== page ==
Modern solutions to modern problems: Revising the Charter of Fundamental Rights
The definition and extent of freedom, as well as the determination and precedence of
rights are topics that have fueled and continue to fuel debates and whole systems of ideas
from Ancient Greece up until the 21st century; one can find a very deep-rooted beauty that
constitutes the subjective nature and uncertainty of any answer to these questions; one may
go as far as saying that God forbid the coming of the day when we know for sure what is right
or wrong and exactly how far is freedom allowed to go.
Therefore, a very simple but fundamental question is born: how does a committee go
about questions that not only do not have definite answers but also affect the happiness and
well-being of the world more than probably anything else? The first among equal
prerequisites is the non-breaking of the laws of logic and the non-falling prey to the low-hanging fruit of logical fallacies. Secondly, an open mind, or more exactly put, a mind free of
all kinds of prejudice is required when discussing such delicate matters drenched in nuance.
Furthermore, attention to detail and diligence is requested from the delegates: in this case, a
diligent pursuit of truth comes in handy much more than diligent and enthusiastic attempts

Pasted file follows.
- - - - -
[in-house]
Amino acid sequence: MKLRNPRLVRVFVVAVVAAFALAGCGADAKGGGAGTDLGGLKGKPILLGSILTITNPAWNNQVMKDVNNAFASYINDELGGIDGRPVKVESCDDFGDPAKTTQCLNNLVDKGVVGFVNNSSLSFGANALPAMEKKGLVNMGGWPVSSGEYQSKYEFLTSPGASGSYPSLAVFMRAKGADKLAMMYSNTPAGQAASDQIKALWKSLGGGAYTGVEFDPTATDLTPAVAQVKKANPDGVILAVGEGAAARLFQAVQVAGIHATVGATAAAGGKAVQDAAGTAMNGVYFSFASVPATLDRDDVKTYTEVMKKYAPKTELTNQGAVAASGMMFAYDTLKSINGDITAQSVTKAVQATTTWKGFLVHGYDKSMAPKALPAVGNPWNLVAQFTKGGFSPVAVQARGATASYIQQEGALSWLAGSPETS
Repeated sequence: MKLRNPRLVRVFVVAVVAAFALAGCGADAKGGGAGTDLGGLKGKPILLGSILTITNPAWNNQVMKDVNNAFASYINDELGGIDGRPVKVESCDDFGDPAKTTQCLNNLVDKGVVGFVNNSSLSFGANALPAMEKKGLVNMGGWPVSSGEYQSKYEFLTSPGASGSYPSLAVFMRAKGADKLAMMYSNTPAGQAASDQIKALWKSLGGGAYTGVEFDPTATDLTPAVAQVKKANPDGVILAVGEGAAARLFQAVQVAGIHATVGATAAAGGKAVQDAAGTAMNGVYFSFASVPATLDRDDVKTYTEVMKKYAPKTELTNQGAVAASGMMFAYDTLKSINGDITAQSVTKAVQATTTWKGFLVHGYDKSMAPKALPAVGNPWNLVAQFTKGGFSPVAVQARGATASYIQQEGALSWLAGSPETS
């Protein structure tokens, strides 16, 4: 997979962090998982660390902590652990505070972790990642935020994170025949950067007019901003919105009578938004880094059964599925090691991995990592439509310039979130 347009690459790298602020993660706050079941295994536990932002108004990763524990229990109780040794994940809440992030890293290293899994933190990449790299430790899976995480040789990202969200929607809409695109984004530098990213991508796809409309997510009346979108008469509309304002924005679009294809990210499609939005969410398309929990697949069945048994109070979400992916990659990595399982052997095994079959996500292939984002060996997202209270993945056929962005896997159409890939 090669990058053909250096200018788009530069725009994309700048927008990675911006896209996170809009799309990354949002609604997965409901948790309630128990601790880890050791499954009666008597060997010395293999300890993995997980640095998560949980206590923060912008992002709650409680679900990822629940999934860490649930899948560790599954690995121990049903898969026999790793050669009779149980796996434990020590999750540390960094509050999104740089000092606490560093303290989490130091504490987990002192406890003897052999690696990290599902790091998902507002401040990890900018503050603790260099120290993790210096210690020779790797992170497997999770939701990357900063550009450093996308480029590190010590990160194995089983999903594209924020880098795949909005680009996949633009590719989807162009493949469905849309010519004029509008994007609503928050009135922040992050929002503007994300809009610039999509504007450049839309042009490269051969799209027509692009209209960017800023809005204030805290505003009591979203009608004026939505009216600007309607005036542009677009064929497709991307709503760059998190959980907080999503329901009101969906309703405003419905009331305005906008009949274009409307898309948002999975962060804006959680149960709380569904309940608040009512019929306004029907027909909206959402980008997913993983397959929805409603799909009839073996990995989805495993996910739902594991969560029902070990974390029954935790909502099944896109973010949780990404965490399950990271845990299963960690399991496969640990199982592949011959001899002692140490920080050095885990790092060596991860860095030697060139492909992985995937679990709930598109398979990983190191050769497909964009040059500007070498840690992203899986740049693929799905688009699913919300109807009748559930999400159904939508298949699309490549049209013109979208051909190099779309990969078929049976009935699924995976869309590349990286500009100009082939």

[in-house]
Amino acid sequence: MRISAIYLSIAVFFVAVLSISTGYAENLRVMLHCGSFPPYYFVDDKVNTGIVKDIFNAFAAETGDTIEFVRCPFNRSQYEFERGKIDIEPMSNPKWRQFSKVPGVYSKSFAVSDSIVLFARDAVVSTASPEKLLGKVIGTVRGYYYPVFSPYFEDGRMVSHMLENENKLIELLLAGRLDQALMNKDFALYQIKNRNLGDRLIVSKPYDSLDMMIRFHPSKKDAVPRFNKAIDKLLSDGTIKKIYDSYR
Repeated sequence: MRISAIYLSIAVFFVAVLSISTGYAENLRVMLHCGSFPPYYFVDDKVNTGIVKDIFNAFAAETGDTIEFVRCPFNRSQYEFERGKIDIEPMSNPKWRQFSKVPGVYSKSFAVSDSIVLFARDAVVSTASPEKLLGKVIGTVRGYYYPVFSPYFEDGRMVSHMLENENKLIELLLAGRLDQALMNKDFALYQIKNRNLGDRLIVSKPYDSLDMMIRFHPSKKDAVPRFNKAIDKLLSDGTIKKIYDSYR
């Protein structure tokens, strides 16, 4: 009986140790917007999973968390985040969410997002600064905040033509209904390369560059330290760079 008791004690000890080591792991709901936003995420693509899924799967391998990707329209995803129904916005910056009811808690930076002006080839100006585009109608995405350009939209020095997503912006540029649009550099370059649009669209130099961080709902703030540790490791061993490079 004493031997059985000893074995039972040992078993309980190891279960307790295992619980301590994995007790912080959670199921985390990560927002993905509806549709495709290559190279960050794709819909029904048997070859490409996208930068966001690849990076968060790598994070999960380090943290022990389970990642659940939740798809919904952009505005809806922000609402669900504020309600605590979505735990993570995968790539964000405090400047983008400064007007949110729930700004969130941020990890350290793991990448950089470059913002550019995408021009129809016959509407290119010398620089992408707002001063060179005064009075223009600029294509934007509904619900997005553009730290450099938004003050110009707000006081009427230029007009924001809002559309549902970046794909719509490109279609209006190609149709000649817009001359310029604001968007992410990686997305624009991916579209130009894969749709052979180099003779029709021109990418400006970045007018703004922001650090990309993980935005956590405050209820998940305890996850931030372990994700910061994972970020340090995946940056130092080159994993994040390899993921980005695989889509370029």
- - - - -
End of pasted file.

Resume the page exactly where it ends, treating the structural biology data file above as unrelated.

to spread inconsistent ideology.
Let’s briefly observe the problem of misinformation as an example. It is a serious
threat to democracy and –as experienced by all of us by now- to public health. A very
straightforward and simple solution would be banning accounts that spread mis- and
disinformation. But, why do some people fall for it and others do not? Why are government
officials and scientists perceived by some as doubtful, or even dishonest sources of
information, but individuals off the street receive the greatest deal of trust that millions of
people can ever give? Trying to find an answer to those questions reveals deep cavities in the
pillars of our societies, which go far beyond the disobedience of COVID-19 regulations or
The problems with the implementation of the Charter of the Fundamental Rights
show the difficulties met en route to fulfilling one of the most fundamental goals of the EU,
namely the bringing of Europe closer together. It is plausible to say that Europe can be
brought together with Member States having different, and even opposite values. While
values should indeed be taken into consideration, we shall not forget that they are forged and
passed from generation to generation in order to stimulate and support the well-being and
harmony within society and even humanity; therefore, it is necessary –no matter how painful-
to give them a different name when they do not serve that role anymore – concretely, when
values stubbornly refuse to take into consideration scientific evidence and accumulated
human experience, they should rather be called dogma. Ultimately, what will bring Europe
and the whole world together is the pursuit of happiness, harmony, and the solving of conflicts
and disagreements by constructive and productive debate.
This year’s Council of the European Union takes some heavy challenges upon its
shoulders. It should be of great interest to see how those challenges are approached and how
they get overcome if they get overcome in the first place.